Boeing worked its Supersonic Transport (Boeing SST 2707) design in the 1960s. They gave it the number "2707". Why was this aircraft given that number? Did it have some significant inside-Boeing relation to the B707 or was it just some number that followed another Boeing numbering scheme?

  • 1
    $\begingroup$ Its internal model number 733 but not 2707. The name may be a mixture of Lockhead L-2000 and B707 $\endgroup$ – Him Mar 5 '16 at 3:11
  • 6
    $\begingroup$ For those voting to close, I don't see how this could be primarily opinion based. There should be a concrete reason, however hard to discover. The only opinion based answers will be those choosing to speculate. $\endgroup$ – J Walters Mar 5 '16 at 13:26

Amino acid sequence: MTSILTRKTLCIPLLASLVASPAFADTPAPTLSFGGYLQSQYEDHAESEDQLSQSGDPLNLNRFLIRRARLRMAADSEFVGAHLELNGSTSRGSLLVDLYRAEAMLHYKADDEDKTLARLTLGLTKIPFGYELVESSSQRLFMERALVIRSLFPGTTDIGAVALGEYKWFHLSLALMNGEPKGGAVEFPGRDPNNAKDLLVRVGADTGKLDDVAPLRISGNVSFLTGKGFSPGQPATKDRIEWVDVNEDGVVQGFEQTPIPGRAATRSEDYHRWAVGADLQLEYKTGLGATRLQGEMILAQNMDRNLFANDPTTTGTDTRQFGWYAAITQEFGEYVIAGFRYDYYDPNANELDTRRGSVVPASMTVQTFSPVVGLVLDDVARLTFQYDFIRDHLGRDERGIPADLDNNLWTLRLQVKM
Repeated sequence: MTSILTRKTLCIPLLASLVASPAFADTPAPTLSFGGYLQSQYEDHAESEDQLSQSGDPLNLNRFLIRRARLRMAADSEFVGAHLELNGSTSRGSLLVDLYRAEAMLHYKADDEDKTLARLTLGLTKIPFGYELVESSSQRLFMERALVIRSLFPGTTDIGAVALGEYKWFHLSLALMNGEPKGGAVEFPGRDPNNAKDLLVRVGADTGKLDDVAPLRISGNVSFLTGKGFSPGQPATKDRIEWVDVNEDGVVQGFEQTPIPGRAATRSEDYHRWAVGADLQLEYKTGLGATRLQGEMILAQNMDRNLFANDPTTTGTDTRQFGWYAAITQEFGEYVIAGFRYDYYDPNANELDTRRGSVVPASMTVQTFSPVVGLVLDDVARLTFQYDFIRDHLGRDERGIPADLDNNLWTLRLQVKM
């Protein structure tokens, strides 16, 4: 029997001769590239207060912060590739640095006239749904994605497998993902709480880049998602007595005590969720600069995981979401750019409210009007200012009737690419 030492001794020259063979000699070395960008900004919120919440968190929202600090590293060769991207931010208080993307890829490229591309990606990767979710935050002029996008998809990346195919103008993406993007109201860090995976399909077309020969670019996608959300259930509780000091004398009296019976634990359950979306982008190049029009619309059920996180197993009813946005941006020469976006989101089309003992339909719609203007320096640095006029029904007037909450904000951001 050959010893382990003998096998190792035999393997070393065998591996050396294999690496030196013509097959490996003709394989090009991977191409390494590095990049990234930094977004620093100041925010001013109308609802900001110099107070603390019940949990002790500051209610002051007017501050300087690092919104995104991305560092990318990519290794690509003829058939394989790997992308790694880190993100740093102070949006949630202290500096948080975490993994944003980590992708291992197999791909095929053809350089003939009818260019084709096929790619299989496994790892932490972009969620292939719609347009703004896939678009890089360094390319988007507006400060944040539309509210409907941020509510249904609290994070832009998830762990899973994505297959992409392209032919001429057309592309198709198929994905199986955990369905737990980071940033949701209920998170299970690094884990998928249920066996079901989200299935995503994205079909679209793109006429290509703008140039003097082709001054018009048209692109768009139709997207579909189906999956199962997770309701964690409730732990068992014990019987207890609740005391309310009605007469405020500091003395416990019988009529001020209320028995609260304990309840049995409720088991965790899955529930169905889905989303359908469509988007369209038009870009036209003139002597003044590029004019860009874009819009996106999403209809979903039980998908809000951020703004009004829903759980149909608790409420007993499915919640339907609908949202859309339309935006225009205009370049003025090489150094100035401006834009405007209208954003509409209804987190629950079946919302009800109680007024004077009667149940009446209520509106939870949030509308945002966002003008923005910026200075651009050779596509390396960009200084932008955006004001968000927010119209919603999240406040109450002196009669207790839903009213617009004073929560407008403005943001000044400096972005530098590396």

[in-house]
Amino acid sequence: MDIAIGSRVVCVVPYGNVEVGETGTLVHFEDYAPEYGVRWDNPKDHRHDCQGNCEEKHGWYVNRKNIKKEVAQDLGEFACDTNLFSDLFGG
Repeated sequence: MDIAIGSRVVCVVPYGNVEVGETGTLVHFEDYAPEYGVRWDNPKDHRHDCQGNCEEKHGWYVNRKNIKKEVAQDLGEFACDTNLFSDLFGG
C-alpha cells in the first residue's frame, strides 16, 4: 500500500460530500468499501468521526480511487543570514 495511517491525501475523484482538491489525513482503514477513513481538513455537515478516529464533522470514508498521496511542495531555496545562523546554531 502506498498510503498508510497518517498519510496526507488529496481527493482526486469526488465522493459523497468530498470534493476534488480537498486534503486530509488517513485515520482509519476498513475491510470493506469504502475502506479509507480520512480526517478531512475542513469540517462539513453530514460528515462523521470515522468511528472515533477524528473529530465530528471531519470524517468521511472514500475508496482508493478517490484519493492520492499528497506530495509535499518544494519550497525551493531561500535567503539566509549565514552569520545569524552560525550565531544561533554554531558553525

The planned cruise speed was Mach 2.7 so I always assumed 2707 was a combination of Mach 2.7 and the then current Boeing 707.

  • $\begingroup$ But the SST had nothing at all to do with the 707, and the 707 had been in production for eight or nine years by 1966, when the "2707" designation was first used to refer to the SST. By that time, the 727 was in service, the 737 was in production and the 747 project had begun. $\endgroup$ – David Richerby Jan 25 '19 at 16:10

Your Answer

By clicking “Post Your Answer”, you agree to our terms of service, privacy policy and cookie policy

Not the answer you're looking for? Browse other questions tagged or ask your own question.